The Michigan Ear Institute Fellowship in Neurotology/Skull Base surgery has produced some of the finest neurotologic surgeons in the country. A combination of the excellence of the program of study, the caseload available, and the subsequent success of our high quality graduates has made the reputation of the fellowship exceptional. Our fellow graduates hold leadership positions in both private practice and academic practice groups as well as many national organizations including the American Otological Society, the American Neurotological Society, and the American Academy of Otolaryngology Head and Neck Surgery, among others. They also serve as chairman of several otology programs across the country.
This ACGME-accredited fellowship program is well positioned to maintain its excellence in patient care, research, and education training producing well-trained candidates for the certificate of added qualifications (CAQ) examination in neurotology administered by the American Board of Otolaryngology (ABO).
The fellowship in Otology, Neurotology and Skull Base Surgery involves two years of training. Candidates with a demonstrated experience in otology/skull base surgery will further their training after completion of this fellowship.
The fellow will participate in caring for all otologic surgical patients in the clinic, inpatient, outpatient, and operative settings. The fellow's hands-on operative experience will be focused toward all surgical procedures performed by the staff physicians including assisting in chronic ear surgery and stapes procedures. The majority of the skull base cases consist of acoustic neuroma operations, cochlear implants, vestibular nerve sections and labyrinthectomy, and an assortment of complex facial nerve and lateral skull base surgery procedures. Translabyrinthine, retrosigmoid, and middle cranial fossa approaches are used. Newer advances are also utilized, such as stereotactic radiotherapy and endoscopic approaches.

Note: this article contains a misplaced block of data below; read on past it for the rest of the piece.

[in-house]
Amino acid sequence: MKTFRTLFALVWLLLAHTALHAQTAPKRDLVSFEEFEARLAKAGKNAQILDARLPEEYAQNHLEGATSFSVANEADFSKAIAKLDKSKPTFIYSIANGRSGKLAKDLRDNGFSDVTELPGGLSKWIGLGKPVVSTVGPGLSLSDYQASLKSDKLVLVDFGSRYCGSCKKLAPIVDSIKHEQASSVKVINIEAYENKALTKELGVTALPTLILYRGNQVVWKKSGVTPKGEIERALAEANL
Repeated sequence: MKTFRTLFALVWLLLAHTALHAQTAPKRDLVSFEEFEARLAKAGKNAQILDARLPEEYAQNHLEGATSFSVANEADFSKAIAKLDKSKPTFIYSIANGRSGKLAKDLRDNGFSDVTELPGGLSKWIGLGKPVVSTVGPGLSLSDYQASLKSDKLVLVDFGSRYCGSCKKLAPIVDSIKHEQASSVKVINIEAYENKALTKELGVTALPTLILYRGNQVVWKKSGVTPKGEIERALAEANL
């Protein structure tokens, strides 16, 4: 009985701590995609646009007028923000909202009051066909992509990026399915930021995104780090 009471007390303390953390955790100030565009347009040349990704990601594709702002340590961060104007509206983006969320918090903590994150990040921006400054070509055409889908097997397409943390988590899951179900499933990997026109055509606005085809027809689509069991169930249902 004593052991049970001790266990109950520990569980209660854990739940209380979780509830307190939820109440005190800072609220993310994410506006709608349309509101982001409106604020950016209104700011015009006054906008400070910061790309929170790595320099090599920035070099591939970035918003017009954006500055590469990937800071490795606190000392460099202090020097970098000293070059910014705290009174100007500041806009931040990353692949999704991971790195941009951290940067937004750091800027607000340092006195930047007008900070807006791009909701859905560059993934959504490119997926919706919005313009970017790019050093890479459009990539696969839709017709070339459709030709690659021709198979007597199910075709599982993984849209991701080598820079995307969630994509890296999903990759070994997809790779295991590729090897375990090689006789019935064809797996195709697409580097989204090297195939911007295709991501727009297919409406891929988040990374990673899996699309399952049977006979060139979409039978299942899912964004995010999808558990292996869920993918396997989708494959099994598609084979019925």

Applicants must be eligible for the American Board of Otolaryngology examination or already board-certified. A training license to practice medicine in the state of Michigan is required for duties related to the training program. The fellow is appointed as a house officer due to ACGME regulations. The fellow will undertake the following duties related to clinical patient care:
Assist faculty in evaluation of outpatients with otologic complaints, approximately two days per week.
Become sophisticated in audiologic and vestibular diagnosis, including the interpretation of audiograms, ENG and oculomotor testing, rotational chair testing, dynamic posturography, and other testing.
Help MEI clinic staff/nurses/medical assistants triage otologic consultations and patients.
The Temporal Bone Dissection Laboratory has 15 stations with otologic drills, binocular operating microscopes and monitors for instruction. Fellows are encouraged to spend extended blocks of time in the Temporal Bone Lab perfecting surgical skills, particularly those related to transtemporal approaches to the internal auditory canal and other advanced techniques required for neurotologic surgery. Several courses will be performed by staff members from Neuroscience for otologic fellows, craniofacial fellows, and neurosurgical residents.
There are monthly journal club conferences, as well as didactic sessions and supervised temporal bone dissection for residents and fellows on service and this is organized by the fellows.
A research project must be completed by the second year of training. This project may be the continuation of a prior research interest, a clinical research undertaking, or a basic science research project. Protected time is made in order to accomplish this research task.